With respect to assignor’s liability for the defense fees in the assignee-defendant litigation, Justice Manella determined that the assignee’s assumption of an obligation does not necessarily discharge the assignor’s responsibilities regarding the same obligation.  A novation is required from the promisee, with the assignor remaining secondarily liable as a surety or guarantor, citing Witkin’s Summary of California Law treatise on “Contracts.”  This surety reasoning also found support in two fee recovery cases, Erickson v. R.E.M. Concepts, Inc., 126 Cal.App.4th 1073, 1086-1087 (2005) and Cutting Packing Co. v. Packers’ Exch., 86 Cal. 574, 577 (1890).  (BLOG OBSERVATION—See, who says older cases are not instructive?)

            Defendant, as a creditor, could sue both the principal (assignee) and surety (assignor), and did not have to exhaust remedies against assignee first.  (Slip Opn., at p. 11.)  The Court of  Appeal then rejected assignor’s due process argument, finding that assignor had notice that defendant sought a fee award on a surety basis—with ample opportunity to respond to defendant’s request.  (Slip Opn., at pp. 11-12.)

            Click2Boost is a sobering lesson to assigning parties that fee awards can be issued against them jointly and severally.  Assignors are well advised to think carefully before making an assignment of a contract with a fees clause.  In California, section 1717 will render the clause reciprocal in operation such that nonsignatory plaintiffs face exposure if they would have been entitled to a fee award under the contractual clause.

326.Assignment Contested

[Name of plaintiff] was not a party to the original contract. However,

[name of plaintiff] may bring a claim for breach of the contract if [he/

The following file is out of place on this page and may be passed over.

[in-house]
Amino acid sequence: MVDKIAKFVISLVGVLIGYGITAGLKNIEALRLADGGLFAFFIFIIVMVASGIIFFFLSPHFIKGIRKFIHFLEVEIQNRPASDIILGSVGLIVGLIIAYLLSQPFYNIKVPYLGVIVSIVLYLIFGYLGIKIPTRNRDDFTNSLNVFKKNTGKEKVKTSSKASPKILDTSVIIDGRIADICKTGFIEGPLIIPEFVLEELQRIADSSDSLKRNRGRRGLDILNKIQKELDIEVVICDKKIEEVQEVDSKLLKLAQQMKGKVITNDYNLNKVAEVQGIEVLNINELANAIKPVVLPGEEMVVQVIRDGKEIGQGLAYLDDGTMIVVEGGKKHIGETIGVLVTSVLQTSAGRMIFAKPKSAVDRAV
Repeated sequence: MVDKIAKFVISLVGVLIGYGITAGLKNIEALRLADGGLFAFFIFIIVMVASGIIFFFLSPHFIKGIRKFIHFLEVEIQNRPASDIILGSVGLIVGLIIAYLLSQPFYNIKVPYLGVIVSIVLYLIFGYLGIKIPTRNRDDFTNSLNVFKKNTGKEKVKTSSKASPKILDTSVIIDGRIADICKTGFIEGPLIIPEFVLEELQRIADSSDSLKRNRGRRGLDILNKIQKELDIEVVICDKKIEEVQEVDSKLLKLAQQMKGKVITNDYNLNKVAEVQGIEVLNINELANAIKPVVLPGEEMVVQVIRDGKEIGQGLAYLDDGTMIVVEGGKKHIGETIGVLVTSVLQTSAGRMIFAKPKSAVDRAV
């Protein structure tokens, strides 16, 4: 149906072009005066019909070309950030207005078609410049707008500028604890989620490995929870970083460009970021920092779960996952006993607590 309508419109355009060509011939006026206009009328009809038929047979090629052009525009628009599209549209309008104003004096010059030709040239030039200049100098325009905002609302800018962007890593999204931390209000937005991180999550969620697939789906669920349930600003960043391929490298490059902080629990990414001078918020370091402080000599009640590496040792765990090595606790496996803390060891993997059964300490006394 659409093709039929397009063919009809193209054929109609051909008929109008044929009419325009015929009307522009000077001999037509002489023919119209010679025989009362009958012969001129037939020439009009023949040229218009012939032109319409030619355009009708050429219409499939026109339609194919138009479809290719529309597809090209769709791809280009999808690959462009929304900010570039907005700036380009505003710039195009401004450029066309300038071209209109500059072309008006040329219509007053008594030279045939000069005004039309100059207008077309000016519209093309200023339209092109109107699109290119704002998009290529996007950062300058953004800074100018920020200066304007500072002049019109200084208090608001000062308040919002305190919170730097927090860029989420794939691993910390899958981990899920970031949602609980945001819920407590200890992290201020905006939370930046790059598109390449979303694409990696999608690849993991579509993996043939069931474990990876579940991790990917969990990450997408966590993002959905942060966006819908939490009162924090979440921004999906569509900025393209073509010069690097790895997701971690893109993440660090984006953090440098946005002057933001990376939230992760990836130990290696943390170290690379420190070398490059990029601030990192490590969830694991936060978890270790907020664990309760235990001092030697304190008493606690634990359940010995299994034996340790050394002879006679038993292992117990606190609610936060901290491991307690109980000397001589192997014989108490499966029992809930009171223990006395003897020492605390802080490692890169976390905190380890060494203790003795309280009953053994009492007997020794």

she/it] proves that [name of assignor] transferred [his/her/its] rights

under the contract to [name of plaintiff]. This transfer is referred to as

an “assignment.”

[Name of plaintiff] must prove that [name of assignor] intended to

transfer [his/her/its] contract rights to [name of plaintiff]. In deciding

[name of assignor]’s intent, you should consider the entire transaction

and the conduct of the parties to the assignment.

[A transfer of contract rights does not necessarily have to be made in

writing. It may be oral or implied by the conduct of the parties to the

assignment.]

New February 2005

Directions for Use

The bracketed third paragraph should be used only in cases involving a transfer

that may be made without a writing.

Sources and Authority

• Oral Assignments. Civil Code section 1052.

•“While no particular form of assignment is required, it is essential to the

assignment of a right that the assignor manifest an intention to transfer the

right.” (Sunburst Bank v. Executive Life Insurance Co. (1994) 24 Cal.App.4th

1156, 1164 [29 Cal.Rptr.2d 734], internal citations omitted.)

• “The burden of proving an assignment falls upon the party asserting rights

thereunder. In an action by an assignee to enforce an assigned right, the

evidence must not only be sufficient to establish the fact of assignment when

that fact is in issue, but the measure of sufficiency requires that the evidence of

assignment be clear and positive to protect an obligor from any further claim by

the primary obligee.” (Cockerell v. Title Insurance & Trust Co. (1954) 42

Cal.2d 284, 292 [267 P.2d 16], internal citations omitted.)

• “The accrued right to collect the proceeds of the fire insurance policy is a chose

in action, and an effective assignment thereof may be expressed orally as well

as in writing; may be the product of inference; and where the parties to a

transaction involving such a policy by their conduct indicate an intention to

transfer such proceeds, the courts will imply an assignment thereof. In making

such a determination, substance and not form controls.” (Greco v. Oregon

Mutual Fire Insurance Co. (1961) 191 Cal.App.2d 674, 683 [12 Cal.Rptr. 802],

internal citations omitted.)